Psychology Dictionary of Arguments

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Simplification: Simplification in psychology refers to the cognitive process of reducing complex information or situations into simpler, more manageable forms. It aids in decision-making and problem-solving but is potentially overlooking nuances or leading to cognitive biases. See also Perception, Cognition, Thinking, Simplicity, Complexity, Information, Information processing, Problem solving, Cognitive biases.
Annotation: The above characterizations of concepts are neither definitions nor exhausting presentations of problems related to them. Instead, they are intended to give a short introduction to the contributions below. – Lexicon of Arguments.

Author Concept Summary/Quotes Sources

Psychological Theories on Simplification - Dictionary of Arguments

Haslam I 232
Simplification/sterotypes/illusory correlation/psychological theories: In the mid-1970s Hamilton and Gifford, two social psychologists (…) hypothesized that negative stereotypes of minorities might also form as a result of people’s tendency to make faulty associations. (Hamilton and Gifford 1976(1)).
, >Minorities.
This line of thingking goes back to the journalist Walter Lippmann [suggested] humans’ information-processing power is limited by virtue of the fact that the social world is far too complex to make sense of in detail.
>Information processing.
In his 1922 book Public Opinion(2), Lippmann suggested that in order to avoid information overload, people are forced to summarize and be selective, and to use generalizations to form impressions of groups rather than of individuals – that is, to rely on stereotypes.
>W. Lippmann.
In line with arguments by other influential cognitive social psychologists such as Susan Fiske and Shelley Taylor, Hamilton and Gifford reasoned that one consequence of this need to simplify the world is that people pay attention only to those things that demand attention.
>Selective attention, >Attention.
Haslam I 233
Attention/Gifford/Hamilton: Thesis: things that are most likely to grab attention are the things that stand out or are distinctive, and the most distinctive things of all are not those that are old and common (and that have thus been seen before) but rather those that stand out by virtue of being novel and rare.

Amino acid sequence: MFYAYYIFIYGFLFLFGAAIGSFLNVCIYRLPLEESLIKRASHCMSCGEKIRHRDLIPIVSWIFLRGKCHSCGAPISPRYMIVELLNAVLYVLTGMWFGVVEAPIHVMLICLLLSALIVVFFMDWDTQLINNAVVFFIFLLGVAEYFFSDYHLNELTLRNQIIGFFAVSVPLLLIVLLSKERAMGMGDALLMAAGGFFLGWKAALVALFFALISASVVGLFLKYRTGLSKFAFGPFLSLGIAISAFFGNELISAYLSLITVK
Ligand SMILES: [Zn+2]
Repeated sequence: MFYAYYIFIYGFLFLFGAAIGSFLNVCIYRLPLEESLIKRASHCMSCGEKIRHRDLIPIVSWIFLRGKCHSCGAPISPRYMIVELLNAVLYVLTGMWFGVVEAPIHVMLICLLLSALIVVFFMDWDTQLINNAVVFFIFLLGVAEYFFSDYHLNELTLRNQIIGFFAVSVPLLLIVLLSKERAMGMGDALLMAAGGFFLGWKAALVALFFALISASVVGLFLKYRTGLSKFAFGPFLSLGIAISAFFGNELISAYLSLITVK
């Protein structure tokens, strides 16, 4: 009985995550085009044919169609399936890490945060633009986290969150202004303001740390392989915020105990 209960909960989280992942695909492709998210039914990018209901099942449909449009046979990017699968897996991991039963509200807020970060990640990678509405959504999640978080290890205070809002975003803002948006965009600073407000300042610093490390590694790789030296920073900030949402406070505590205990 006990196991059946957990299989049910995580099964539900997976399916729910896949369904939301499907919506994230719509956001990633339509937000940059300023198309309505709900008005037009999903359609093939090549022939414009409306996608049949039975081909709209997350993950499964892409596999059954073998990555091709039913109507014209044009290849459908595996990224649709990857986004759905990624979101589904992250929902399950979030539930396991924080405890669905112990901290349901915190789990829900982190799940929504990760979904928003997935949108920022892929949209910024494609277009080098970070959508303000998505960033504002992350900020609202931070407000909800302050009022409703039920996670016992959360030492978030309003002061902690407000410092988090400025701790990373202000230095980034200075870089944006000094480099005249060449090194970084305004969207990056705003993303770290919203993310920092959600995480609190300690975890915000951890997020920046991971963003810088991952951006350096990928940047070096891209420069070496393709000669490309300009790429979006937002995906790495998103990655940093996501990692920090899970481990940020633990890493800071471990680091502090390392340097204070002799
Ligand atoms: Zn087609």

Minorities/Gifford/Hamilton:When we think of groups whose members are encountered infrequently, for most people, those are minority groups. And if this is the case, then, as they go about their lives, those people should pay extra attention to minority group members.
>Stereotypes/Social Psychology, >Illusory correlation/Gifford/Hamilton, >Simplicity/Philosophy.

1. Hamilton, D.L. and Gifford, R.K. (1976) ‘Illusory correlation in intergroup perception: A cognitive basis of stereotypic judgments’, Journal of Experimental Social Psychology, 12: 392–407.
2. Lippmann, W. (1922) Public Opinion. New York: Harcourt Brace.

Craig McGarty, „Stereotype Formation. Revisiting Hamilton and Gifford’s illusory correlation studies“, in: Joanne R. Smith and S. Alexander Haslam (eds.) 2017. Social Psychology. Revisiting the Classic studies. London: Sage Publications

Explanation of symbols: Roman numerals indicate the source, arabic numerals indicate the page number. The corresponding books are indicated on the right hand side. ((s)…): Comment by the sender of the contribution. Translations: Dictionary of Arguments
The note [Concept/Author], [Author1]Vs[Author2] or [Author]Vs[term] resp. "problem:"/"solution:", "old:"/"new:" and "thesis:" is an addition from the Dictionary of Arguments. If a German edition is specified, the page numbers refer to this edition.
Psychological Theories
Haslam I
S. Alexander Haslam
Joanne R. Smith
Social Psychology. Revisiting the Classic Studies London 2017

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